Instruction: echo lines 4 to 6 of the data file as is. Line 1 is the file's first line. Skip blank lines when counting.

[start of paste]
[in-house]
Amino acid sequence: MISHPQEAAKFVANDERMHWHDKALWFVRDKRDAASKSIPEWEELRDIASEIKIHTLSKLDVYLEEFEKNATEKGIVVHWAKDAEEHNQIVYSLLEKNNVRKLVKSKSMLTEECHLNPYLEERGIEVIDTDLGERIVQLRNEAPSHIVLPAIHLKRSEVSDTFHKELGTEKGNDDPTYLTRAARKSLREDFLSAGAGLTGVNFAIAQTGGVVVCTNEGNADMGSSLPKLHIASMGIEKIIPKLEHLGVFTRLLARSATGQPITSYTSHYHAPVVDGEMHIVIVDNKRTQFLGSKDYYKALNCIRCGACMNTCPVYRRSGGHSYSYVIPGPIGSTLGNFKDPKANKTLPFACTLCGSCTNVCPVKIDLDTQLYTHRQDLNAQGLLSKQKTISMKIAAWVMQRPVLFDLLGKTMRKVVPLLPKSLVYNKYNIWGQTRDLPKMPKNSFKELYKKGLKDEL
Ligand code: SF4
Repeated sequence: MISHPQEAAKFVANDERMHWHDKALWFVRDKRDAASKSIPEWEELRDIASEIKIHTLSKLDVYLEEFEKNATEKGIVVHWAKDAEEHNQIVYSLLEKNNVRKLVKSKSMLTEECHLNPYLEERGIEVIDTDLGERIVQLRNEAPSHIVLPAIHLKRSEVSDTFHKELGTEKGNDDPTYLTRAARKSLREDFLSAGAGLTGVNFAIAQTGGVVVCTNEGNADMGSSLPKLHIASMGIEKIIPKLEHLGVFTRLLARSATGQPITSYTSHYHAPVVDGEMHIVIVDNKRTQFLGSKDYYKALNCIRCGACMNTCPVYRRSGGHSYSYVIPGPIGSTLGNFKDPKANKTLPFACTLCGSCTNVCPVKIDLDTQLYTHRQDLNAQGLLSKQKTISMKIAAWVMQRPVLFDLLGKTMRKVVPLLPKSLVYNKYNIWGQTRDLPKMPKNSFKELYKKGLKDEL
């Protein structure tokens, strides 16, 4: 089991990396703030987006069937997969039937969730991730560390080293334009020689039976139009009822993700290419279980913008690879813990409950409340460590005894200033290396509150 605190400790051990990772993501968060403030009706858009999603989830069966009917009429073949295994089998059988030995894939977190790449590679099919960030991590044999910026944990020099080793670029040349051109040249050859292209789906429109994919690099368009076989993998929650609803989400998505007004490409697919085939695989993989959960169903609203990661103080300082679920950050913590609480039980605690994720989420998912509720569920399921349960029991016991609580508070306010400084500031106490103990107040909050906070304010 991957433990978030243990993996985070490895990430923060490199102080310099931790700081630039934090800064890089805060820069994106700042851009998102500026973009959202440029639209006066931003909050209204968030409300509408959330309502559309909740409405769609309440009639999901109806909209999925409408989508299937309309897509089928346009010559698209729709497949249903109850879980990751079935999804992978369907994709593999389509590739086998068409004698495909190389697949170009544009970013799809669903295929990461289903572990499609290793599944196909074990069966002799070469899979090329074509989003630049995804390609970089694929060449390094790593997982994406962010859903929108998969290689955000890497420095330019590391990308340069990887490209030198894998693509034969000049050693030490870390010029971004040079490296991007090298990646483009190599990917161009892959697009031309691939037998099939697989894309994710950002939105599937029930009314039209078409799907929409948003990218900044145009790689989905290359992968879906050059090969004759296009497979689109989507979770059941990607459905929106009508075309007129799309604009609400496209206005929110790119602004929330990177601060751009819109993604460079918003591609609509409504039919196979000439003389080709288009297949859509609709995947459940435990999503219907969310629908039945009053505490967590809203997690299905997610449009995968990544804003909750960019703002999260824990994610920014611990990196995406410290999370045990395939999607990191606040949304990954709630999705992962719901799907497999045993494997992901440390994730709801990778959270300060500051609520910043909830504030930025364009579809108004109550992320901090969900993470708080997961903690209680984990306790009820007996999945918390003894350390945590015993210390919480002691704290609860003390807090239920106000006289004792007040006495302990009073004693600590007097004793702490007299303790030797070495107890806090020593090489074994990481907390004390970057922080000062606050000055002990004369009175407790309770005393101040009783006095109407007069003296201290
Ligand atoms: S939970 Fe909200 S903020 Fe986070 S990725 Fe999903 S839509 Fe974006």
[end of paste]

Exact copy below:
Repeated sequence: MISHPQEAAKFVANDERMHWHDKALWFVRDKRDAASKSIPEWEELRDIASEIKIHTLSKLDVYLEEFEKNATEKGIVVHWAKDAEEHNQIVYSLLEKNNVRKLVKSKSMLTEECHLNPYLEERGIEVIDTDLGERIVQLRNEAPSHIVLPAIHLKRSEVSDTFHKELGTEKGNDDPTYLTRAARKSLREDFLSAGAGLTGVNFAIAQTGGVVVCTNEGNADMGSSLPKLHIASMGIEKIIPKLEHLGVFTRLLARSATGQPITSYTSHYHAPVVDGEMHIVIVDNKRTQFLGSKDYYKALNCIRCGACMNTCPVYRRSGGHSYSYVIPGPIGSTLGNFKDPKANKTLPFACTLCGSCTNVCPVKIDLDTQLYTHRQDLNAQGLLSKQKTISMKIAAWVMQRPVLFDLLGKTMRKVVPLLPKSLVYNKYNIWGQTRDLPKMPKNSFKELYKKGLKDEL
């Protein structure tokens, strides 16, 4: 089991990396703030987006069937997969039937969730991730560390080293334009020689039976139009009822993700290419279980913008690879813990409950409340460590005894200033290396509150 605190400790051990990772993501968060403030009706858009999603989830069966009917009429073949295994089998059988030995894939977190790449590679099919960030991590044999910026944990020099080793670029040349051109040249050859292209789906429109994919690099368009076989993998929650609803989400998505007004490409697919085939695989993989959960169903609203990661103080300082679920950050913590609480039980605690994720989420998912509720569920399921349960029991016991609580508070306010400084500031106490103990107040909050906070304010 991957433990978030243990993996985070490895990430923060490199102080310099931790700081630039934090800064890089805060820069994106700042851009998102500026973009959202440029639209006066931003909050209204968030409300509408959330309502559309909740409405769609309440009639999901109806909209999925409408989508299937309309897509089928346009010559698209729709497949249903109850879980990751079935999804992978369907994709593999389509590739086998068409004698495909190389697949170009544009970013799809669903295929990461289903572990499609290793599944196909074990069966002799070469899979090329074509989003630049995804390609970089694929060449390094790593997982994406962010859903929108998969290689955000890497420095330019590391990308340069990887490209030198894998693509034969000049050693030490870390010029971004040079490296991007090298990646483009190599990917161009892959697009031309691939037998099939697989894309994710950002939105599937029930009314039209078409799907929409948003990218900044145009790689989905290359992968879906050059090969004759296009497979689109989507979770059941990607459905929106009508075309007129799309604009609400496209206005929110790119602004929330990177601060751009819109993604460079918003591609609509409504039919196979000439003389080709288009297949859509609709995947459940435990999503219907969310629908039945009053505490967590809203997690299905997610449009995968990544804003909750960019703002999260824990994610920014611990990196995406410290999370045990395939999607990191606040949304990954709630999705992962719901799907497999045993494997992901440390994730709801990778959270300060500051609520910043909830504030930025364009579809108004109550992320901090969900993470708080997961903690209680984990306790009820007996999945918390003894350390945590015993210390919480002691704290609860003390807090239920106000006289004792007040006495302990009073004693600590007097004793702490007299303790030797070495107890806090020593090489074994990481907390004390970057922080000062606050000055002990004369009175407790309770005393101040009783006095109407007069003296201290
Ligand atoms: S939970 Fe909200 S903020 Fe986070 S990725 Fe999903 S839509 Fe974006």